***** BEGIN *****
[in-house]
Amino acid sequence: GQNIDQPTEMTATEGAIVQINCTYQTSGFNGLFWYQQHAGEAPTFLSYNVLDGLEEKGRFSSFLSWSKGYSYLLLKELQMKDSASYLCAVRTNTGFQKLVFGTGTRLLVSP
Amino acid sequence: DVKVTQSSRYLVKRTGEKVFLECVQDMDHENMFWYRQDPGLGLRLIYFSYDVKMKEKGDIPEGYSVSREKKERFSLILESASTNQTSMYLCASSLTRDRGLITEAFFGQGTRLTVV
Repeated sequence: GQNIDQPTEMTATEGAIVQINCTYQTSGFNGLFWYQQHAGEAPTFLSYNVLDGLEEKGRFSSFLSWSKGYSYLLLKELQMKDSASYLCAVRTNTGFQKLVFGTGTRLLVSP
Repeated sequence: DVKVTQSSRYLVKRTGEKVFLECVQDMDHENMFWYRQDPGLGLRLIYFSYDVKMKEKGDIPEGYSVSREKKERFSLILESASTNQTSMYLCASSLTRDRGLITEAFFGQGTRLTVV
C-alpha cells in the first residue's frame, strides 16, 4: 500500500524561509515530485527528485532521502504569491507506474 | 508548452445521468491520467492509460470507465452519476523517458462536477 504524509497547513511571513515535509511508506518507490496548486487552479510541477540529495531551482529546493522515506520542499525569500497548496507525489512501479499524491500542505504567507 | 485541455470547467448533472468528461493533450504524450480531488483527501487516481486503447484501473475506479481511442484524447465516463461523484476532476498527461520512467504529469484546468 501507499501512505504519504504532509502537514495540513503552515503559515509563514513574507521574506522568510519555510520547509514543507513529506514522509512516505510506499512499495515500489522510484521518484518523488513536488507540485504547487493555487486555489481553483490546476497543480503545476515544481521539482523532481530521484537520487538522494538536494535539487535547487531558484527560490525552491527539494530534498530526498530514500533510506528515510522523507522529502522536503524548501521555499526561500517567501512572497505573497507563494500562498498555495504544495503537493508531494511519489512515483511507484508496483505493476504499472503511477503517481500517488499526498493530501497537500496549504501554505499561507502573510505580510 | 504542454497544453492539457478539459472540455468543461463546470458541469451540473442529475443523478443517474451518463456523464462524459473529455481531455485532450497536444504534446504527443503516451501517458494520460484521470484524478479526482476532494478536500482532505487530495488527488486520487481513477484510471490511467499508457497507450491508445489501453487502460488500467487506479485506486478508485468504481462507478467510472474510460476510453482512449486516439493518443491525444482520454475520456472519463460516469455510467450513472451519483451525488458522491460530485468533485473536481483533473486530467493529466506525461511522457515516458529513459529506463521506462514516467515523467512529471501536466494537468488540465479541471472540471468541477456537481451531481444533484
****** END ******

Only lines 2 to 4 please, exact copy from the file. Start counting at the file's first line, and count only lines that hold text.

Amino acid sequence: GQNIDQPTEMTATEGAIVQINCTYQTSGFNGLFWYQQHAGEAPTFLSYNVLDGLEEKGRFSSFLSWSKGYSYLLLKELQMKDSASYLCAVRTNTGFQKLVFGTGTRLLVSP
Amino acid sequence: DVKVTQSSRYLVKRTGEKVFLECVQDMDHENMFWYRQDPGLGLRLIYFSYDVKMKEKGDIPEGYSVSREKKERFSLILESASTNQTSMYLCASSLTRDRGLITEAFFGQGTRLTVV
Repeated sequence: GQNIDQPTEMTATEGAIVQINCTYQTSGFNGLFWYQQHAGEAPTFLSYNVLDGLEEKGRFSSFLSWSKGYSYLLLKELQMKDSASYLCAVRTNTGFQKLVFGTGTRLLVSP